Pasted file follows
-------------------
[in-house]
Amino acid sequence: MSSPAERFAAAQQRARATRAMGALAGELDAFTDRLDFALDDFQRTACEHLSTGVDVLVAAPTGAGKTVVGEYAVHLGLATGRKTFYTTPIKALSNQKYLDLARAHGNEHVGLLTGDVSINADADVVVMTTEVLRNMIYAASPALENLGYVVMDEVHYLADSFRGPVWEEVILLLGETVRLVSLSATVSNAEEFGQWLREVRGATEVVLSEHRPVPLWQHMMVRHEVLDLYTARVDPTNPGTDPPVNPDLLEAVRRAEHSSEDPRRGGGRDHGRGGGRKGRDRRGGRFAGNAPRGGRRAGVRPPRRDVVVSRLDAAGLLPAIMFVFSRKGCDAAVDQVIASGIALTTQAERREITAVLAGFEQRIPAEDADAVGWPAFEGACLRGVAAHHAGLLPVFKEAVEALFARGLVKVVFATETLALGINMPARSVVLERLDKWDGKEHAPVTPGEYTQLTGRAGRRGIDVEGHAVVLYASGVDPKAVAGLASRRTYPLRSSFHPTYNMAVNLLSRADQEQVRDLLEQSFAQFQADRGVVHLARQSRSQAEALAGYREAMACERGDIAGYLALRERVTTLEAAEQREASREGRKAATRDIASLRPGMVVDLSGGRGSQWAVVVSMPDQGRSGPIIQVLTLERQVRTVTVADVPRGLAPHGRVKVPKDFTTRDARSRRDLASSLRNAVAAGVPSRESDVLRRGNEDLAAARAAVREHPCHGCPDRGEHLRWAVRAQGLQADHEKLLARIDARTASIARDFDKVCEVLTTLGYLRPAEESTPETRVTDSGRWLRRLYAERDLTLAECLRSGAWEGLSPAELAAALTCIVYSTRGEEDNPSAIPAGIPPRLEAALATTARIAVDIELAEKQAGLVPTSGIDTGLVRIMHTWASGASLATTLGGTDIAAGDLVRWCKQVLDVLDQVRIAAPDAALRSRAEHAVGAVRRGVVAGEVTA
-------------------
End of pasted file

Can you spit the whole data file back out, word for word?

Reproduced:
[in-house]
Amino acid sequence: MSSPAERFAAAQQRARATRAMGALAGELDAFTDRLDFALDDFQRTACEHLSTGVDVLVAAPTGAGKTVVGEYAVHLGLATGRKTFYTTPIKALSNQKYLDLARAHGNEHVGLLTGDVSINADADVVVMTTEVLRNMIYAASPALENLGYVVMDEVHYLADSFRGPVWEEVILLLGETVRLVSLSATVSNAEEFGQWLREVRGATEVVLSEHRPVPLWQHMMVRHEVLDLYTARVDPTNPGTDPPVNPDLLEAVRRAEHSSEDPRRGGGRDHGRGGGRKGRDRRGGRFAGNAPRGGRRAGVRPPRRDVVVSRLDAAGLLPAIMFVFSRKGCDAAVDQVIASGIALTTQAERREITAVLAGFEQRIPAEDADAVGWPAFEGACLRGVAAHHAGLLPVFKEAVEALFARGLVKVVFATETLALGINMPARSVVLERLDKWDGKEHAPVTPGEYTQLTGRAGRRGIDVEGHAVVLYASGVDPKAVAGLASRRTYPLRSSFHPTYNMAVNLLSRADQEQVRDLLEQSFAQFQADRGVVHLARQSRSQAEALAGYREAMACERGDIAGYLALRERVTTLEAAEQREASREGRKAATRDIASLRPGMVVDLSGGRGSQWAVVVSMPDQGRSGPIIQVLTLERQVRTVTVADVPRGLAPHGRVKVPKDFTTRDARSRRDLASSLRNAVAAGVPSRESDVLRRGNEDLAAARAAVREHPCHGCPDRGEHLRWAVRAQGLQADHEKLLARIDARTASIARDFDKVCEVLTTLGYLRPAEESTPETRVTDSGRWLRRLYAERDLTLAECLRSGAWEGLSPAELAAALTCIVYSTRGEEDNPSAIPAGIPPRLEAALATTARIAVDIELAEKQAGLVPTSGIDTGLVRIMHTWASGASLATTLGGTDIAAGDLVRWCKQVLDVLDQVRIAAPDAALRSRAEHAVGAVRRGVVAGEVTA